NEW DELHI : Air India Ltd lenders should receive major relief as Air India Assets Holding Ltd (AIAHL) is expected to reimburse ??22,000 crore of its ??29,464 crore of its working capital debt next month, a move that will also significantly reduce the national carrier’s interest obligations, said two people with first-hand knowledge of the matter.

AIAHL, a special purpose vehicle (SPV) created to store Air India’s debt, will raise the money through a government-guaranteed bond issue, one of the above-mentioned people said, under on condition of anonymity.

The proceeds from the bond will be used to pay off the working capital debt stored in the SPV, the person said.

The issuance of rupee-denominated bonds and the subsequent repayment of working capital debt will almost halve Air India’s interest expense by ??4,500 to 5,000 crore per year at approximately ??2,700 crore a year, said the other person, who also didn’t want to be named.

Air India’s lenders include public banks such as Allahabad Bank, Andhra Bank, State Bank of India, United Bank of India, UCO Bank, Union Bank of India and Punjab National Bank, and private lenders such as Deutsche Bank, Standard Chartered and JP Morgan.

Air India’s net debt fell from around ??55,000 crore at the end of March 2018 to ??58,351.93 crore at the end of March 2019. Aviation debt is the difference between the total debt and the working capital debt of ??29,464 crores.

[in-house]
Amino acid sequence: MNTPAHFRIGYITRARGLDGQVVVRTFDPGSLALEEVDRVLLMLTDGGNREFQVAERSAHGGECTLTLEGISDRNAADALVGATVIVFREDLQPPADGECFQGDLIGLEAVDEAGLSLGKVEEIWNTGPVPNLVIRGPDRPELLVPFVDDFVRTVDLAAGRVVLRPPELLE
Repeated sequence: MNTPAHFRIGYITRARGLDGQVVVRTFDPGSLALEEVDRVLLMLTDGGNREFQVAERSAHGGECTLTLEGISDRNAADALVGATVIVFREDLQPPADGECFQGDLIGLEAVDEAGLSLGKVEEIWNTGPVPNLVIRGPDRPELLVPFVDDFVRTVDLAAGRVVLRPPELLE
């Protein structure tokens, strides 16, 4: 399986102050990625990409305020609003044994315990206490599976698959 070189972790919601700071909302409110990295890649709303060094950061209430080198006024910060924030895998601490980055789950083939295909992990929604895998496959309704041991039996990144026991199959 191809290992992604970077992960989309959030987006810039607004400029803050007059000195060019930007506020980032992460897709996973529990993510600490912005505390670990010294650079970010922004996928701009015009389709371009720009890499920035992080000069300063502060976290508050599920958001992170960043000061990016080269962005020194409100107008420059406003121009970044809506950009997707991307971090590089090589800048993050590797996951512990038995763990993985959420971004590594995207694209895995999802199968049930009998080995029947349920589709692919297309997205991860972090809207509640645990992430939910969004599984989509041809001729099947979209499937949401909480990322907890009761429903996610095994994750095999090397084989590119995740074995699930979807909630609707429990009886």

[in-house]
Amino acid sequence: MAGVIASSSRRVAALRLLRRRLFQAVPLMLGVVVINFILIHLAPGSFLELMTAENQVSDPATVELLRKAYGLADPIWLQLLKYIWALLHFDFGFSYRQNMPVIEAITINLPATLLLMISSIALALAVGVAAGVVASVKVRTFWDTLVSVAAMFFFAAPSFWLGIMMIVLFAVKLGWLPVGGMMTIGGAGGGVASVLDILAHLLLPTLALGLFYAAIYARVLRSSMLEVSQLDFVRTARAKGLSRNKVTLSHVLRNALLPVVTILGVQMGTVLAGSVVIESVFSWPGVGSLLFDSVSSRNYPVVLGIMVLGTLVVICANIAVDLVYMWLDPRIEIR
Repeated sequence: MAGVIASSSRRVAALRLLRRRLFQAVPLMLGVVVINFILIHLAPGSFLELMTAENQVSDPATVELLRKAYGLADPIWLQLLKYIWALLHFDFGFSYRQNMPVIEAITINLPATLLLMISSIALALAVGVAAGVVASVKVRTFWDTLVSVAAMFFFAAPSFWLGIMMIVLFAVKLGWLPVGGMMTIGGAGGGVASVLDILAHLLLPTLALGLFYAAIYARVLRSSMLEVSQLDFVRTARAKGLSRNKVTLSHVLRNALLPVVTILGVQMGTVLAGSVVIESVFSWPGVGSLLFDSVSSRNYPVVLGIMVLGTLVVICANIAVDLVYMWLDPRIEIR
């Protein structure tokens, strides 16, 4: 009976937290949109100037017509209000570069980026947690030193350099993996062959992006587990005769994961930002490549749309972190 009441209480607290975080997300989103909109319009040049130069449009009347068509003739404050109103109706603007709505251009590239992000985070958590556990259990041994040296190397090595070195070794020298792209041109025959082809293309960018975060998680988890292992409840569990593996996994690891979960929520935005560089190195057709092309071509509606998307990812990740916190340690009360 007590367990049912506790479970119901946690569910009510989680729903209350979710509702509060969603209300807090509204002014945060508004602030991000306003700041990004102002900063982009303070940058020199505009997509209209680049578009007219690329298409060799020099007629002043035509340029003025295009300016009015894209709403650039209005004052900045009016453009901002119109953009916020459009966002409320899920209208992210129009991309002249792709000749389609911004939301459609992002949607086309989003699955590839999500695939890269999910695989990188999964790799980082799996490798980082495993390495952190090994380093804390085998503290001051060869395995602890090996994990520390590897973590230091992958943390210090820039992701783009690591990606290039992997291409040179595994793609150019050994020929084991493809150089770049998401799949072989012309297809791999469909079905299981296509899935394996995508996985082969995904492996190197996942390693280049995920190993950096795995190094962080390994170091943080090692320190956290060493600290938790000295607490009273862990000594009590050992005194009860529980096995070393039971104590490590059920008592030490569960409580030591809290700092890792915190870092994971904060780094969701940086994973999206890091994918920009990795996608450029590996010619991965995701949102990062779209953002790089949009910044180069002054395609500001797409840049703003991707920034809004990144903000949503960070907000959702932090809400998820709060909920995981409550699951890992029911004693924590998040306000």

Air India is expected to have suffered a loss of ??7,365 crore during the fiscal year ended March 31, 2019, compared to the ??5,337 crore loss it reported the previous year, according to provisional figures released by the government in June.

The losses can be attributed to the weakness of the rupee, rising fuel prices and the high interest rate burden on its debt, said the second person mentioned above.

“Air India will become more efficient if its net debt is cut by about half, as that will leave more money in the airline’s hands to spend,” the person said.

Air India, which has around 128 aircraft, began operations on 13 new domestic routes and six international routes in the past fiscal year.

The cash-strapped airline, which survives on government bailout, received an equity injection of ??30,520.21 crore from the government as part of the 2012 recovery plan (TAP).

The AIAHL was established by the government in February 2019 to park accumulated non-asset-backed working capital loans with four subsidiaries of the airline, Air India Air Transport Services Ltd (AIATSL), Airline Allied Services Ltd (AASL ), Air India Engineering Services Ltd. (AIESL) and Hotel Corporation of India Ltd (HCI), non-core assets, paintings and artifacts and other non-operating assets of Air India Ltd.

To date, only one subsidiary of Air India, namely AIATSL, has been transferred to AIAHL, in accordance with the share purchase agreement between Air India Ltd and AIAHL subject to conditions which include the approval of lenders. .

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